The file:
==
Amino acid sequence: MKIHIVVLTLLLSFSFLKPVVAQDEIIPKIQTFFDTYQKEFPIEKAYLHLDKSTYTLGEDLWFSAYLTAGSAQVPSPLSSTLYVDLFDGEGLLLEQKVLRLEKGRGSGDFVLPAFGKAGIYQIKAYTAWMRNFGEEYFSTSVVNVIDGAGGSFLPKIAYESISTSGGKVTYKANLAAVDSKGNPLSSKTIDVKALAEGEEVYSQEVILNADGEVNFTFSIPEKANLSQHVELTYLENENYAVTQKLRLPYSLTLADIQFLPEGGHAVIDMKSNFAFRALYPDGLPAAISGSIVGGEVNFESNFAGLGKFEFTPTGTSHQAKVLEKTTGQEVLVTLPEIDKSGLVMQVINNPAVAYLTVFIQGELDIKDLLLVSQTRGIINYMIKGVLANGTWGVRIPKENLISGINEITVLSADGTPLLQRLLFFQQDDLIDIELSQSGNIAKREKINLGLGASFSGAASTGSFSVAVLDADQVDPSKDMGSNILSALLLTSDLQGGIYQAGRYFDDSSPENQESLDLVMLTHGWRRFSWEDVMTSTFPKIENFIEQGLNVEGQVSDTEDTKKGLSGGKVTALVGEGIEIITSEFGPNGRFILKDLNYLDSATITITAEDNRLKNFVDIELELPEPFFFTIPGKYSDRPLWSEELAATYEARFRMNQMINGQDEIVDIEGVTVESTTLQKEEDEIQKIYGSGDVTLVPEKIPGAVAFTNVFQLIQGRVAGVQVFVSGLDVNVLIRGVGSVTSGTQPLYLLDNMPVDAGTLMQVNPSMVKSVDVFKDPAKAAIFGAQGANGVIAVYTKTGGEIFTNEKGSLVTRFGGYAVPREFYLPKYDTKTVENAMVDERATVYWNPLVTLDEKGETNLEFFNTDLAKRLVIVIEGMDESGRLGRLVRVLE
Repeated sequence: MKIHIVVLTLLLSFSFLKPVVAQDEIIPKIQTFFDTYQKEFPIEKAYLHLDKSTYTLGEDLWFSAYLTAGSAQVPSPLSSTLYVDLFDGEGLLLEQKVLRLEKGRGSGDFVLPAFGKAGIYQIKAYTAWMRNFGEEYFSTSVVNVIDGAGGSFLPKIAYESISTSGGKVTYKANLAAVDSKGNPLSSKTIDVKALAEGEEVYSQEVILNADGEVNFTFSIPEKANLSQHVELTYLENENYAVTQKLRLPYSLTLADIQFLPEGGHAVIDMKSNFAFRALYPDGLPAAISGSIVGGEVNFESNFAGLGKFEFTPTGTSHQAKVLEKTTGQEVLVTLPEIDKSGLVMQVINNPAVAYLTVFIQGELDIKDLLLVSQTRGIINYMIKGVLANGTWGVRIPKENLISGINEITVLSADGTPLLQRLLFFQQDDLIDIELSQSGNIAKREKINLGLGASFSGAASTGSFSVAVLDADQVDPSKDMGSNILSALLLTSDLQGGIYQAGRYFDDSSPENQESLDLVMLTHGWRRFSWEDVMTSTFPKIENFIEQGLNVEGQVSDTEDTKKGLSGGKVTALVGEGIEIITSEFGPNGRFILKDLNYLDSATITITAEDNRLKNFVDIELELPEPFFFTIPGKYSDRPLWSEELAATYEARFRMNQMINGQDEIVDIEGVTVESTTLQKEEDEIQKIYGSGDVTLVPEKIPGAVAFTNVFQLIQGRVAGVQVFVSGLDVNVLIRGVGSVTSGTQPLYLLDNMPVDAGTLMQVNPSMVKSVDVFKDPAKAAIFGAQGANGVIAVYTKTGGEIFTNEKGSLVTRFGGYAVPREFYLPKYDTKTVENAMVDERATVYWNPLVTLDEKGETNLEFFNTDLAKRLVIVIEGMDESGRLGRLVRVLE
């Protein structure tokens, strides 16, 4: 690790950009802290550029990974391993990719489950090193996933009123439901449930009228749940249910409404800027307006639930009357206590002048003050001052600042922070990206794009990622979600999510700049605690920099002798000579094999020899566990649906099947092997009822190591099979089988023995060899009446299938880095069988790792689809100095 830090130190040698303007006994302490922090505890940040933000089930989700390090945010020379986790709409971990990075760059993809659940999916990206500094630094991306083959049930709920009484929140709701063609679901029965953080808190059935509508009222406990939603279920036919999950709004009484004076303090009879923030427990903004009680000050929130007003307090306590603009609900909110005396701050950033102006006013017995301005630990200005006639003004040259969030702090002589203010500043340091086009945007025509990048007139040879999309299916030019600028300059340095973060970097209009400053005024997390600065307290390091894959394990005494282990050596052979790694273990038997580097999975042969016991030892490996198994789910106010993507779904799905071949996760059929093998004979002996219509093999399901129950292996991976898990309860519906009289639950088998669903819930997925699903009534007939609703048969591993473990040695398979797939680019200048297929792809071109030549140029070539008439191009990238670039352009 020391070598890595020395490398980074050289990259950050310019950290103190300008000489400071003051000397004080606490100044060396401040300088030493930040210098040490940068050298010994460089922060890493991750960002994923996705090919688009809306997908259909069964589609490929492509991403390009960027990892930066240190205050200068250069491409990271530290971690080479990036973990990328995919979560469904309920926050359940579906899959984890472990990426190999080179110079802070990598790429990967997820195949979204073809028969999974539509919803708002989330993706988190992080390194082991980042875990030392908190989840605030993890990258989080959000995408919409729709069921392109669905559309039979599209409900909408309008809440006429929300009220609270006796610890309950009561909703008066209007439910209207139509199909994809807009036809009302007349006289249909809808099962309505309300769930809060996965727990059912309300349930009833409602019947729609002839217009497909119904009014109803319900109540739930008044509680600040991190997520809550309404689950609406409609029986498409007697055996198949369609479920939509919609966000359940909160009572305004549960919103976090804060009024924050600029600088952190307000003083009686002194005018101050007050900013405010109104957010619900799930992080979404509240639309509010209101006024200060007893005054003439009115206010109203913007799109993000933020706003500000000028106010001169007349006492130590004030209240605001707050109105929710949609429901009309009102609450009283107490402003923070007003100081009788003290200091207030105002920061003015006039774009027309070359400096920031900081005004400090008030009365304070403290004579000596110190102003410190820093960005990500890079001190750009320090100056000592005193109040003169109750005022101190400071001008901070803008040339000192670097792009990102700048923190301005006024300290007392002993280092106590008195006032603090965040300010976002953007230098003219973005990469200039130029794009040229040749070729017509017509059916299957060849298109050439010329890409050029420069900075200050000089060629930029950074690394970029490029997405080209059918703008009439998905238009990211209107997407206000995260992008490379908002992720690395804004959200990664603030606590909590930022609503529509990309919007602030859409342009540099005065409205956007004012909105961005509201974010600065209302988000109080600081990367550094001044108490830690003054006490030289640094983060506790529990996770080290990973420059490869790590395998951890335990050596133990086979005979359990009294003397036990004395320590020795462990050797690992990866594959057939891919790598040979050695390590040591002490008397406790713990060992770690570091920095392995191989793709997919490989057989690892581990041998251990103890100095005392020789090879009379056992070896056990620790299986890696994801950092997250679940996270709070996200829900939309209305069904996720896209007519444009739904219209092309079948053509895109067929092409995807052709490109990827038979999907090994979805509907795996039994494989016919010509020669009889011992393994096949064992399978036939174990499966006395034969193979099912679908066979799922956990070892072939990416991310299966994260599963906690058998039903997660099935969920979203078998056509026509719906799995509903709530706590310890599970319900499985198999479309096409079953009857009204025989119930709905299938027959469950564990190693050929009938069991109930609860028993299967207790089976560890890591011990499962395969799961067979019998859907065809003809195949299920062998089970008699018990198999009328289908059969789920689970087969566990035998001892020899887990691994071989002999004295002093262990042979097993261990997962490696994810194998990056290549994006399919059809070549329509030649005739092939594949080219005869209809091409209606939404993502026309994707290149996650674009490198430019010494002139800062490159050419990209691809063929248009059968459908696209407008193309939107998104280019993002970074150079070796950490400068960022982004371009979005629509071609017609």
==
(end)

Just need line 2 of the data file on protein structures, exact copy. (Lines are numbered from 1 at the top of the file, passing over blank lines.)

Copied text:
Repeated sequence: MKIHIVVLTLLLSFSFLKPVVAQDEIIPKIQTFFDTYQKEFPIEKAYLHLDKSTYTLGEDLWFSAYLTAGSAQVPSPLSSTLYVDLFDGEGLLLEQKVLRLEKGRGSGDFVLPAFGKAGIYQIKAYTAWMRNFGEEYFSTSVVNVIDGAGGSFLPKIAYESISTSGGKVTYKANLAAVDSKGNPLSSKTIDVKALAEGEEVYSQEVILNADGEVNFTFSIPEKANLSQHVELTYLENENYAVTQKLRLPYSLTLADIQFLPEGGHAVIDMKSNFAFRALYPDGLPAAISGSIVGGEVNFESNFAGLGKFEFTPTGTSHQAKVLEKTTGQEVLVTLPEIDKSGLVMQVINNPAVAYLTVFIQGELDIKDLLLVSQTRGIINYMIKGVLANGTWGVRIPKENLISGINEITVLSADGTPLLQRLLFFQQDDLIDIELSQSGNIAKREKINLGLGASFSGAASTGSFSVAVLDADQVDPSKDMGSNILSALLLTSDLQGGIYQAGRYFDDSSPENQESLDLVMLTHGWRRFSWEDVMTSTFPKIENFIEQGLNVEGQVSDTEDTKKGLSGGKVTALVGEGIEIITSEFGPNGRFILKDLNYLDSATITITAEDNRLKNFVDIELELPEPFFFTIPGKYSDRPLWSEELAATYEARFRMNQMINGQDEIVDIEGVTVESTTLQKEEDEIQKIYGSGDVTLVPEKIPGAVAFTNVFQLIQGRVAGVQVFVSGLDVNVLIRGVGSVTSGTQPLYLLDNMPVDAGTLMQVNPSMVKSVDVFKDPAKAAIFGAQGANGVIAVYTKTGGEIFTNEKGSLVTRFGGYAVPREFYLPKYDTKTVENAMVDERATVYWNPLVTLDEKGETNLEFFNTDLAKRLVIVIEGMDESGRLGRLVRVLE